The present charges stem from defendant's alleged improper conduct with regard to his regrading of the examination papers of Francis Cerny, Robert Pacca, George VanHook, Sol Glick, Sidney Stern and Gerrold Berr. Each of these individuals had been students in a cram or review course conducted by Stanley Broskie, a C.P.A. with offices in East Orange, New Jersey. Likewise, each had failed all or parts of the C.P.A. examination. (The examination consisted of four sections: Law, auditing, theory and problems.)

The State contended that each of the named candidates was approached by Broskie who told them that their papers would be regraded if they would pay him a certain sum of money and take an additional sum to defendant at his office.

They were to talk to defendant generally about accounting, the examination and their personal situation, then hand him an envelope, usually containing $1000 in small bills. This money was to be for either "his favorite charity" or the Joseph J. Seaman Scholarship Fund, the latter being a fund which defendant had begun (but did not administer) with the proceeds of a testimonial dinner previously given in his honor by the New Jersey Society of C.P.A.'s. No receipts were ever issued for these "contributions."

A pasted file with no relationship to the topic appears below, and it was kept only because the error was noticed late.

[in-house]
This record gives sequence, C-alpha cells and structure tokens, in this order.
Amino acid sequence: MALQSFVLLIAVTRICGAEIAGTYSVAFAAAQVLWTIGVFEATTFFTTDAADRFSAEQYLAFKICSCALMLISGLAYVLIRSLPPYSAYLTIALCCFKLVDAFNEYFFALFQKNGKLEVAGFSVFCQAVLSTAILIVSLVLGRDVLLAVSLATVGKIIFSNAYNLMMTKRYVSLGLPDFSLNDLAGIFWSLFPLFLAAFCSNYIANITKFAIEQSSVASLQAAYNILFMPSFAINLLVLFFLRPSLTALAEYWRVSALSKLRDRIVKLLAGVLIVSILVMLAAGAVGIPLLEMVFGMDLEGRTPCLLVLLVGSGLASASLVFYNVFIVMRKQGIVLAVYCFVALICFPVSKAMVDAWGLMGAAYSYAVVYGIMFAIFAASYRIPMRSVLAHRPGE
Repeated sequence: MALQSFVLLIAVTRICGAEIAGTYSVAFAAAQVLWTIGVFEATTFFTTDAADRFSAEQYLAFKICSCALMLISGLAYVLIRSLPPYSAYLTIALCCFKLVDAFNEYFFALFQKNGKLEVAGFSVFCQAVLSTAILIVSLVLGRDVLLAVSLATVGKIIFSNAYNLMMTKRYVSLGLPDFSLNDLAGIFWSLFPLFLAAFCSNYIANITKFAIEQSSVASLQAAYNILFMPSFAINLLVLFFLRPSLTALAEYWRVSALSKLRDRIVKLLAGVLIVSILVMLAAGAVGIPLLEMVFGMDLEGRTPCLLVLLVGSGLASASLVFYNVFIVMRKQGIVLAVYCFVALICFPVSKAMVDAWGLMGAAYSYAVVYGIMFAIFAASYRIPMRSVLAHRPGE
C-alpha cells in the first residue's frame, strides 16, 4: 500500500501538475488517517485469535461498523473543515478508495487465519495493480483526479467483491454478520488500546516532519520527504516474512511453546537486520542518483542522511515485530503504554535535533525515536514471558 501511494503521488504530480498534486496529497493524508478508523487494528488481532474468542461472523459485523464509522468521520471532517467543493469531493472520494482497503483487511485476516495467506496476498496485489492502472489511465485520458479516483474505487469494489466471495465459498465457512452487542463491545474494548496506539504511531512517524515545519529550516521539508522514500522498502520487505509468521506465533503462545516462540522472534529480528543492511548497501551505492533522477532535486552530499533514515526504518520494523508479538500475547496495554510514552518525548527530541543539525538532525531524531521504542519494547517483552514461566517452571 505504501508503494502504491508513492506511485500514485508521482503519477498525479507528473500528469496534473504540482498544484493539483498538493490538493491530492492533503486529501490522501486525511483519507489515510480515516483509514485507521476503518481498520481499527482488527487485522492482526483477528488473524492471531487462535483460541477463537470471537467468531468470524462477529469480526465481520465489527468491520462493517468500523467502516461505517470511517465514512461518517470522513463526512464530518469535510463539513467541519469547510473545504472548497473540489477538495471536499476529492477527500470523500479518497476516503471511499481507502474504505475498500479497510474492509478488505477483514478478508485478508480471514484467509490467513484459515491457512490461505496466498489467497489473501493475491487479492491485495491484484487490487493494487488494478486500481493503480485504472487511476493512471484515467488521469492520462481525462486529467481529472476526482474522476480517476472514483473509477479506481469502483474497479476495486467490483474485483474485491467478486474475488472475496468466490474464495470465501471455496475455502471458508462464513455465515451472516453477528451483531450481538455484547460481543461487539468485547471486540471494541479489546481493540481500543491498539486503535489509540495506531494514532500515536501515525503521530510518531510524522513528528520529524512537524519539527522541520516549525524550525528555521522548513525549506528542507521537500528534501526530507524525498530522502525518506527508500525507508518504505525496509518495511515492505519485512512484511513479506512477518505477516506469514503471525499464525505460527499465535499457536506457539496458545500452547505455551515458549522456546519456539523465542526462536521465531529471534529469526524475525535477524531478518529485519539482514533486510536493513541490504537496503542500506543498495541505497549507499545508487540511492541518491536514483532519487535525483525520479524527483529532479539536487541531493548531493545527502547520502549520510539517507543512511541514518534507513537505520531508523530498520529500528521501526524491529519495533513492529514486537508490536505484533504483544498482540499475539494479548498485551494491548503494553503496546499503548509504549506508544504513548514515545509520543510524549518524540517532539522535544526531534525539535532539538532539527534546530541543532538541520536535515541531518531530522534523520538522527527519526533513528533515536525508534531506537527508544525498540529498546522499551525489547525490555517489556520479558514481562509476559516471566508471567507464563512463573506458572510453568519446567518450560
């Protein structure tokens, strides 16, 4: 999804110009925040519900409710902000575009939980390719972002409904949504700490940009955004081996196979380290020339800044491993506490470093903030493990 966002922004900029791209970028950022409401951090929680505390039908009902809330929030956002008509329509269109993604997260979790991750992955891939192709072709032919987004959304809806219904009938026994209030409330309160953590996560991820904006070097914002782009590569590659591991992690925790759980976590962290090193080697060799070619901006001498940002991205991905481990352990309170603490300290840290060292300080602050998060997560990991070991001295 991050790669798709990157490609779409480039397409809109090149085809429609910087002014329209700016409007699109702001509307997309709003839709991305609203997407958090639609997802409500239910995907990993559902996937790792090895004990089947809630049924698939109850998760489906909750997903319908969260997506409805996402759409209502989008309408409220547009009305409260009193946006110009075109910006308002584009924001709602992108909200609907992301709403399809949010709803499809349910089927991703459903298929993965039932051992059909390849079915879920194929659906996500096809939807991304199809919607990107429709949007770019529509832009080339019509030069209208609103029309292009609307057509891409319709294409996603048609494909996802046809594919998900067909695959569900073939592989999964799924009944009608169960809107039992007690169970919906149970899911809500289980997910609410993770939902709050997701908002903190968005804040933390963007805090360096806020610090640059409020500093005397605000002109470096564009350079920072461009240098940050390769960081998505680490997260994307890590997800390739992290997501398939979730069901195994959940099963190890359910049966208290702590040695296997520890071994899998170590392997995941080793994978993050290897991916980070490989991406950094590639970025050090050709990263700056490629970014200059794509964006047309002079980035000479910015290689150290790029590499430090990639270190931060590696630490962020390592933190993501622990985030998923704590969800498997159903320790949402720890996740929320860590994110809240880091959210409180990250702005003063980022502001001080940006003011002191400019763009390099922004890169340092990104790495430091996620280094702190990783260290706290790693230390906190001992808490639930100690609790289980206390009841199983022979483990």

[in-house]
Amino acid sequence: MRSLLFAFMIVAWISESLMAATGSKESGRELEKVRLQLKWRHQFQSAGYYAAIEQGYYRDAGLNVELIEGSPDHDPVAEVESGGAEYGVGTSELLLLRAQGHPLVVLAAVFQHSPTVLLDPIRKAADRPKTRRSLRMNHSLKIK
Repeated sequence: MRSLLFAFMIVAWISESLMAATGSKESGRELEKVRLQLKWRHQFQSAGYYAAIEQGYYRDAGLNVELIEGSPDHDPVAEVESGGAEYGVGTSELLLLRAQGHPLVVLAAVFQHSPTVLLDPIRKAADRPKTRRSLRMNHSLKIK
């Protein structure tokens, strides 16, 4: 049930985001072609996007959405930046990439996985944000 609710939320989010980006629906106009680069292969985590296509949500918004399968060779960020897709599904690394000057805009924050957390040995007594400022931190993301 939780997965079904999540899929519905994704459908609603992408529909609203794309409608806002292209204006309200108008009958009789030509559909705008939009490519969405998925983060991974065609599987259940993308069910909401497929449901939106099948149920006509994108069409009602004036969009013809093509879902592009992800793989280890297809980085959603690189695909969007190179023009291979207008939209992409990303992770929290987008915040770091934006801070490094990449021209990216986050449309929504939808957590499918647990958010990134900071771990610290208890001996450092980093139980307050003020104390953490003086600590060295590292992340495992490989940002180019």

Incidentally, Broskie was indicted on the conspiracy, bribery and extortion charges along with defendant, but pleaded guilty to the conspiracy charge before defendant's trial began and fined $1000. The other charges were held open.

Robert Pacca (listed as a co-conspirator on the conspiracy indictment, but not included as a defendant) testified that he had taken the C.P.A. examination on several occasions from November 1963 to May 1967 but never passed any of the four portions. After taking Broskie's cram course, Pacca took the November 1967 examination. Before the grades were officially announced, Broskie called Pacca to tell him he had passed two parts. Pacca then went to see Broskie, and Broskie told him he "could get [him] passed" on the other portions of the examination if Pacca were willing to "make a contribution to the scholarship fund" at a total cost of $1500. Pacca agreed to the scheme about ten days later. Approximately one month thereafter Pacca received a letter from the State Board saying he had passed all four parts of the examination. A week later, at Broskie's direction, he brought Broskie an envelope with $500 in cash and then made an appointment to see Seaman, went to his office in Perth Amboy and left $1000 in small bills on his desk. Seaman did not open the envelope in Pacca's presence, give him a receipt, or send a letter of acknowledgment, as he promised he would. Pacca did not deduct the $1000 as a contribution to charity on his income tax return.